- Words of Affirmation: Responding best to words of encouragement
- Quality Time: Craving time with another person
- Acts of Service: Feeling the most loved when someone does an act of service for them (washing the dishes, etc.)
- Physical touch: Responding best to hugs, hand-holding, kisses
- Gifts: Feeling the most loved when a significant other presents them with a gift
Now, before we analyze the biblical basis for these, I’d like to argue that one can initiate whilst speaking to the medium of a love language in which a significant other responds best. Allow me to explain:
One can initiate by sending a gift (gifts). By suggesting you go on a date (quality time), by brushing an elbow (touch), by holding open a door (acts of service). Initiating doesn’t just happen by words.
As for verses, there doesn’t appear to be specific passages that say, “You must give gifts to those who respond best to gifts.” But we can see through Jesus’ acts of love, that he does cater to the five love languages. He completes many acts of service (John 1:14), brings us love through his word (John 1), gives us the gift of salvation (John 3:16), heals and takes up our burdens (Psalm 55:22) and allows us to see and feel his wounds to know his love for us, and devoted his time to his ministry.
Whether we believe strongly in love languages or not, we know that if a man (or woman) wants to pursue a relationship with us, they will initiate in some capacity. They will attempt to decode how we respond best to romantic gestures and will do so in a godly manner.
Please understand that I write this from a place of understanding and empathy. As a person who has a giving heart, I often will throw one hundred percent of myself into a relationship only to wind up disappointed in the end.
Some of the best ways to know if someone truly wants to pursue a relationship is to have a conversation with them and ask them about their intentions. Another way is to pray that God helps you to exercise discernment.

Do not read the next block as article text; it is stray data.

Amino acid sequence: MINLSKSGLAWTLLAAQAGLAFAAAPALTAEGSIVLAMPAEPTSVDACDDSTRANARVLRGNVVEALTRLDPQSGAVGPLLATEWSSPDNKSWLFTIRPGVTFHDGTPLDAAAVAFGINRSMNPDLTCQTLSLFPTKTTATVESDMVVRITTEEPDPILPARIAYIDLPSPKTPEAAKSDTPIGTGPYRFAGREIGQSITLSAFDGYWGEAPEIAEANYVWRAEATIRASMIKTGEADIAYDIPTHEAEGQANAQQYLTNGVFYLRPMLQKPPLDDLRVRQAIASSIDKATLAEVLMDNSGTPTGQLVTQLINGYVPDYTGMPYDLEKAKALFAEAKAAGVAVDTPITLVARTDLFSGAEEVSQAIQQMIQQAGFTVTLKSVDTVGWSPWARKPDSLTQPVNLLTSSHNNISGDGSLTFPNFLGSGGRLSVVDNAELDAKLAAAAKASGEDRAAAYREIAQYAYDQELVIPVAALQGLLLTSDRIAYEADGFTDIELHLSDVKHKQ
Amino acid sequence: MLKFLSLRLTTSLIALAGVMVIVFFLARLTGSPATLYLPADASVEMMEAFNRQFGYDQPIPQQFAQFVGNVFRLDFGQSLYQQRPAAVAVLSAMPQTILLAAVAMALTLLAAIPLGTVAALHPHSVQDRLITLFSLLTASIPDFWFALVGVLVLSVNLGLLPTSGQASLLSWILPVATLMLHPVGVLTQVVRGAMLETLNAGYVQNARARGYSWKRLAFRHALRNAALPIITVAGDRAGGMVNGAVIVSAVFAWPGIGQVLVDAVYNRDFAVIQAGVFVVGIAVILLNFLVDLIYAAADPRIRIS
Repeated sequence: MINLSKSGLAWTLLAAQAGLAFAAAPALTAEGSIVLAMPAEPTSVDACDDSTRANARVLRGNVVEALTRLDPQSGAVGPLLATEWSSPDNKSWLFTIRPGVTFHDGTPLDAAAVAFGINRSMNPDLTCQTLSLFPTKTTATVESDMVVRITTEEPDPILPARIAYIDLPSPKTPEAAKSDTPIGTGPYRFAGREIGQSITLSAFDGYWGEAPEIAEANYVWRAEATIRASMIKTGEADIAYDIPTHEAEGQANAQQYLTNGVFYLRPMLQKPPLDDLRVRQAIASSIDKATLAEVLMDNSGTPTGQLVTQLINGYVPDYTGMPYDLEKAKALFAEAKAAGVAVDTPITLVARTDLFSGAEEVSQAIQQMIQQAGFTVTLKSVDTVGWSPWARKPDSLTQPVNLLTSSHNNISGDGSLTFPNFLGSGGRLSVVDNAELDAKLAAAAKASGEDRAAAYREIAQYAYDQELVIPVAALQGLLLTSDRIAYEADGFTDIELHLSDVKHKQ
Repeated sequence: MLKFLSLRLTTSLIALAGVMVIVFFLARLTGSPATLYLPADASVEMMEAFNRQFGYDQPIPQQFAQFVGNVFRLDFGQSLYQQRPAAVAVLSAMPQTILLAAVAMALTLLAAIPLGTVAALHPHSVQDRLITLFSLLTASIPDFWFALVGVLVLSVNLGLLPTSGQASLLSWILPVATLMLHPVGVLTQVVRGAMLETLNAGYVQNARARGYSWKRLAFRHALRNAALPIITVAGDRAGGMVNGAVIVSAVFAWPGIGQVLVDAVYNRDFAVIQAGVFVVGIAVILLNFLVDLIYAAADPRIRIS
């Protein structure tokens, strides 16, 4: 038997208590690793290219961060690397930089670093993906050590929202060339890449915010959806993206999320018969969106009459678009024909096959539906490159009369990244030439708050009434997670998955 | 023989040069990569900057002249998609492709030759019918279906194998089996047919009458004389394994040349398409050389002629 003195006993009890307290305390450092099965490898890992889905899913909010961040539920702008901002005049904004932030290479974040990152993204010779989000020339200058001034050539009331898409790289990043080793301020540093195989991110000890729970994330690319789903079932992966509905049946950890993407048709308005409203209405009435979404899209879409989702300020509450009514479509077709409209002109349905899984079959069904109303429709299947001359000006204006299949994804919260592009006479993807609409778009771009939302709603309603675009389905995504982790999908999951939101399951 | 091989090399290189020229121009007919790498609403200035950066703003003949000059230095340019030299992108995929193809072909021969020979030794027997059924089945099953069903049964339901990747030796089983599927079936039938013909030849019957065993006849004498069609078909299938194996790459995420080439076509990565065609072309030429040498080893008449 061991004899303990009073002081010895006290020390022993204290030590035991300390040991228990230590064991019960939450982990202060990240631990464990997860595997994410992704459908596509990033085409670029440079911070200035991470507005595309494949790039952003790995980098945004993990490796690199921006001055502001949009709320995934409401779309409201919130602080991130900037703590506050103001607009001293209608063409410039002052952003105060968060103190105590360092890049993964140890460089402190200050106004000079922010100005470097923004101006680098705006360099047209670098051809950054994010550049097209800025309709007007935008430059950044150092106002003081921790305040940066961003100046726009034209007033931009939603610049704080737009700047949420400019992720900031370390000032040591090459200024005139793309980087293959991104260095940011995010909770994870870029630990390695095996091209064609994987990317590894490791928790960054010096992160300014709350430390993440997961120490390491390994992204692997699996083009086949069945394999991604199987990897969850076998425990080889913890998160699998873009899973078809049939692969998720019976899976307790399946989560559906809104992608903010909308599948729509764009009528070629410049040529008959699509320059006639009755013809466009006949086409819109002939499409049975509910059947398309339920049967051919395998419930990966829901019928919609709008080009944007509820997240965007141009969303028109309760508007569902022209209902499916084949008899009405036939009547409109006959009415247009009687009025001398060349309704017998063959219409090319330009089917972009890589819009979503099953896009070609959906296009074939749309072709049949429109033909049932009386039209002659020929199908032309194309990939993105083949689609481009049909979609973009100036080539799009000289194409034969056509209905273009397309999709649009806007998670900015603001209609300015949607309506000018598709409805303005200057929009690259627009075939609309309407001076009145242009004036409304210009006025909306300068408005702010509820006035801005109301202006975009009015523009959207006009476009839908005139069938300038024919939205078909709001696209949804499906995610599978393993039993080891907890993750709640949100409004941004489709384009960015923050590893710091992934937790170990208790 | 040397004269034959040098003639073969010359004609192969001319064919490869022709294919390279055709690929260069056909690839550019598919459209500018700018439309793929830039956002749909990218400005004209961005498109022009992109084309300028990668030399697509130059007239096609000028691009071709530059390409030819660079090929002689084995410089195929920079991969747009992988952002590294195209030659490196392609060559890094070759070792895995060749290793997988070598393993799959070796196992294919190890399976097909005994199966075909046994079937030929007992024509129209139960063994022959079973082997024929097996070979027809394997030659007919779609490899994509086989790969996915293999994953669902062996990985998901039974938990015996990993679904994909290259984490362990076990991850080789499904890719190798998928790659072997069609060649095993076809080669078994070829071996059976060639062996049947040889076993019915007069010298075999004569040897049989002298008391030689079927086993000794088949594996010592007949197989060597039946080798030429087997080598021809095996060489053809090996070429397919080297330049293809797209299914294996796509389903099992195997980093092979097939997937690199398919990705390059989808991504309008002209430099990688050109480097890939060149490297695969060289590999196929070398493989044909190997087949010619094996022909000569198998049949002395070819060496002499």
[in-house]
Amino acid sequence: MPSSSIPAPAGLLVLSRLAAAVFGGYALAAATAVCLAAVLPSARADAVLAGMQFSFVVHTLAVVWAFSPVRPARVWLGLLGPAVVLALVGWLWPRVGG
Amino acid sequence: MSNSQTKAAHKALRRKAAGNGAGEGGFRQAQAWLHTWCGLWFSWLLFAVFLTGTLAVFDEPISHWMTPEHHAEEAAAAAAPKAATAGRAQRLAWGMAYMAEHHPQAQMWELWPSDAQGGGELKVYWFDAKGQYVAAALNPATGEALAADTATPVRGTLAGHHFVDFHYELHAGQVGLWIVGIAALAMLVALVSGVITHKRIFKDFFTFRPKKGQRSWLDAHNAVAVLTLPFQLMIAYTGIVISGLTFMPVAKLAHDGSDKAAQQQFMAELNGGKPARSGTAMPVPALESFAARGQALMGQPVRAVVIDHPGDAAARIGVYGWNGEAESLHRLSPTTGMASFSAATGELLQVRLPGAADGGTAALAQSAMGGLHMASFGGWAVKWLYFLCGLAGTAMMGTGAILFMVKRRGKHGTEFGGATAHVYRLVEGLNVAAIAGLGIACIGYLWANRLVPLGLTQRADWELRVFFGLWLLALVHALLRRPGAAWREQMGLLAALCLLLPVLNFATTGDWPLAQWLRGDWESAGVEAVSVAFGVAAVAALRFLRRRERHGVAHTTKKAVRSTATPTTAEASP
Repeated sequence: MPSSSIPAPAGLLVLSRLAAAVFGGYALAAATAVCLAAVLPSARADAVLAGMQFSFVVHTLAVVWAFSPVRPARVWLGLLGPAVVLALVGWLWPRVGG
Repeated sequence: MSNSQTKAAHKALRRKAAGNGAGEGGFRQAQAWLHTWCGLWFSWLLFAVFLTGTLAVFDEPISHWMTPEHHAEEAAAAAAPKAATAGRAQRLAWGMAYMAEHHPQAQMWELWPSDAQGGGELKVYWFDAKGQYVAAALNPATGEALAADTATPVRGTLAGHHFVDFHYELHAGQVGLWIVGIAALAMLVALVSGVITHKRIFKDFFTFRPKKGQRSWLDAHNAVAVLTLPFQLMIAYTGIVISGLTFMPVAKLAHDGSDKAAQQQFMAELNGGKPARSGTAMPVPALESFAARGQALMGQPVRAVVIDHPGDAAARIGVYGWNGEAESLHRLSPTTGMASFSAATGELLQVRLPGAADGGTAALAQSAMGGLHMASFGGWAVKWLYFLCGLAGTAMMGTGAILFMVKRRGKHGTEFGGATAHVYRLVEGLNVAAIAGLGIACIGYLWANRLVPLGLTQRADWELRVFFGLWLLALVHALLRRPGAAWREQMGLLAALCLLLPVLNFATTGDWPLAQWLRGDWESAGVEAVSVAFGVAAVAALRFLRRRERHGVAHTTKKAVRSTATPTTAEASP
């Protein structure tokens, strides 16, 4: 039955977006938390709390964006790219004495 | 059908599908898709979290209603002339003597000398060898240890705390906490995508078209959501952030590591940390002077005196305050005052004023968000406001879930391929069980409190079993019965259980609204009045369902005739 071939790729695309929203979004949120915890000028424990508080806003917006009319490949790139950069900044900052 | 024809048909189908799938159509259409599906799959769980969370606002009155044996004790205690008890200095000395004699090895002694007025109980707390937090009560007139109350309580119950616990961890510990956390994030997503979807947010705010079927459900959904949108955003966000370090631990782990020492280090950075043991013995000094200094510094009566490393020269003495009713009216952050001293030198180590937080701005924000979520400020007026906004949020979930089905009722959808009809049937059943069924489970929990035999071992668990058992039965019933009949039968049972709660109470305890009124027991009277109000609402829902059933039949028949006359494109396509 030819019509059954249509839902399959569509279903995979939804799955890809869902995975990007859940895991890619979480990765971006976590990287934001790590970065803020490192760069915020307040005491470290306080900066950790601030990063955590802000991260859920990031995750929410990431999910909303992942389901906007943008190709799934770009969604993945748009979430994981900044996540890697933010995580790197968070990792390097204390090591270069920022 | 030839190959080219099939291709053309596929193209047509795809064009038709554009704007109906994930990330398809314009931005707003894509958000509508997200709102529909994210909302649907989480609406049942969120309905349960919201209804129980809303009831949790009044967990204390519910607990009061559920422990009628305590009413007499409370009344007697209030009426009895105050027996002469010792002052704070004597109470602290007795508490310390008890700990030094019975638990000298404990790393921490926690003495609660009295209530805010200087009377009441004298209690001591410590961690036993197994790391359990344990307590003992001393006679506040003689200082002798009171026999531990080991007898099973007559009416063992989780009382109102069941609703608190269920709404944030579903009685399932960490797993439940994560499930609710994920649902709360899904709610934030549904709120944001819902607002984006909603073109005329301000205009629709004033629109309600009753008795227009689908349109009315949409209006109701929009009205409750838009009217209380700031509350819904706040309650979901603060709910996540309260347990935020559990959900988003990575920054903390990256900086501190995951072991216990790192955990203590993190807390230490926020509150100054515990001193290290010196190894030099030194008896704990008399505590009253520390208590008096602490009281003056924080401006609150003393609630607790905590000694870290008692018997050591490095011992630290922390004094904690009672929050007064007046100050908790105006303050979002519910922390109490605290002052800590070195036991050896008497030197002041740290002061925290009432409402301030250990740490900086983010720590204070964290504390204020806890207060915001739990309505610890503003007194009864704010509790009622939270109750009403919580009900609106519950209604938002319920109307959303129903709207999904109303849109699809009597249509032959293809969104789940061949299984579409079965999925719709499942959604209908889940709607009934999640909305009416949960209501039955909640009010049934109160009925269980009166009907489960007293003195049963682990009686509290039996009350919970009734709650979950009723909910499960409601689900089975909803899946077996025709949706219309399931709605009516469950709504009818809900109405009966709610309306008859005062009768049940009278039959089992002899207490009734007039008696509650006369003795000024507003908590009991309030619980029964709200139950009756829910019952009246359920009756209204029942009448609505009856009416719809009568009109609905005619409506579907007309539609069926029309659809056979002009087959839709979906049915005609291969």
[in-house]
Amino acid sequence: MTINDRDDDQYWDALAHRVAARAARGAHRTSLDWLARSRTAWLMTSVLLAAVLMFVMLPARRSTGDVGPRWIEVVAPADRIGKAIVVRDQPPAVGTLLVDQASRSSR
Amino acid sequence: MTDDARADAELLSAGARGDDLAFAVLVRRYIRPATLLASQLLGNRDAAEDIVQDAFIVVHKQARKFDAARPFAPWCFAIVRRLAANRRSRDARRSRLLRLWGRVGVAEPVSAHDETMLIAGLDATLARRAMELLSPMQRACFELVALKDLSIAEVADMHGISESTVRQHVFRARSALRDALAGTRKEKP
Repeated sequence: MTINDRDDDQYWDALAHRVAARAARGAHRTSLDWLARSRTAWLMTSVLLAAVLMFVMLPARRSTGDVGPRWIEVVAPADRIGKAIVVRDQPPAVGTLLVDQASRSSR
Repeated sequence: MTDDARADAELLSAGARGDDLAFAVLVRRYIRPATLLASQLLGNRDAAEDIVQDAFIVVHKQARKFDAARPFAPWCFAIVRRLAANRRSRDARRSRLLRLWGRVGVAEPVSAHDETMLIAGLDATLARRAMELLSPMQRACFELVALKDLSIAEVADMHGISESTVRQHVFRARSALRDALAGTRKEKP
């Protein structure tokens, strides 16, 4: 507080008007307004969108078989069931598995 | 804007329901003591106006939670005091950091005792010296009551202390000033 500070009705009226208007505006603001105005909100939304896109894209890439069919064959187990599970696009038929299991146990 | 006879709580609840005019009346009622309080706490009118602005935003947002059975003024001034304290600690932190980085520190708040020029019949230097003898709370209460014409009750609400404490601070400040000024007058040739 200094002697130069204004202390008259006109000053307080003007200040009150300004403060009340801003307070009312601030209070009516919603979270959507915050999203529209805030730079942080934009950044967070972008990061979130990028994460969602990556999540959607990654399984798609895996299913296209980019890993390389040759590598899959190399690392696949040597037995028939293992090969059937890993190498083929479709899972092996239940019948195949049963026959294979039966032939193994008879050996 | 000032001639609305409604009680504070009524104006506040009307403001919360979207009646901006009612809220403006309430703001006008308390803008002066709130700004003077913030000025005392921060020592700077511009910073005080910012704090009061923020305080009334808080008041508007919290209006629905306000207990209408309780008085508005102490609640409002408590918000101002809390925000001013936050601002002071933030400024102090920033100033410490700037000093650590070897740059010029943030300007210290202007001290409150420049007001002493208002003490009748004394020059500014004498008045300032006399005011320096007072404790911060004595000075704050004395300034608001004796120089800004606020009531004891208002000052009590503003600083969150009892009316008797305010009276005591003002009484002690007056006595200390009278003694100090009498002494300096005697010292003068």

If the Lord tells you to stop messaging and allow for him (or her) to start a conversation, listen to his leading. It hurts not to receive texts for weeks or to know that they’ve dropped communication with you, especially after all the time you invested.
But better to let go of a relationship now that doesn’t reciprocate than to end up in a marriage where you have a lukewarm partner.
Hope Bolinger is a literary agent at C.Y.L.E. and a graduate of Taylor University's professional writing program. More than 450 of her works have been featured in various publications ranging from Writer's Digest to Keys for Kids. She has worked for various publishing companies, magazines, newspapers, and literary agencies and has edited the work of authors such as Jerry B. Jenkins and Michelle Medlock Adams. Her column "Hope's Hacks," tips and tricks to avoid writer's block, reaches 6,000+ readers weekly and is featured monthly on Cyle Young's blog. Her modern-day Daniel, Blaze, (Illuminate YA) released in June, and they contracted the sequel Den for July 2020. Find out more about her here.
Disclaimer: any single editor replying to reader questions through this advice column is a Christian seeking God's direction through his Word. We are not trained psychologists or licensed professionals. As we explore issues with you, we will seek God's guidance through prayer and the Bible.
Have a question? If you have a question about anything related to living the single life, please email firstname.lastname@example.org (selected questions will be addressed anonymously). While we cannot answer every question, we hope you'll find encouragement in this column.
Photo Credit: ©Unsplash/JaePark
Hope Bolinger is an editor at Salem, a multi-published novelist, and a graduate of Taylor University's professional writing program. More than 1,100 of her works have been featured in various publications ranging from Writer's Digest to Keys for Kids. She has worked for various publishing companies, magazines, newspapers, and literary agencies and has edited the work of authors such as Jerry B. Jenkins and Michelle Medlock Adams. Her modern-day Daniel trilogy released its first two installments with IlluminateYA, and the final one, Vision, releases in August of 2021. She is also the co-author of the Dear Hero duology, which was published by INtense Publications. And her inspirational adult romance Picture Imperfect releases in November of 2021. Find out more about her at her website.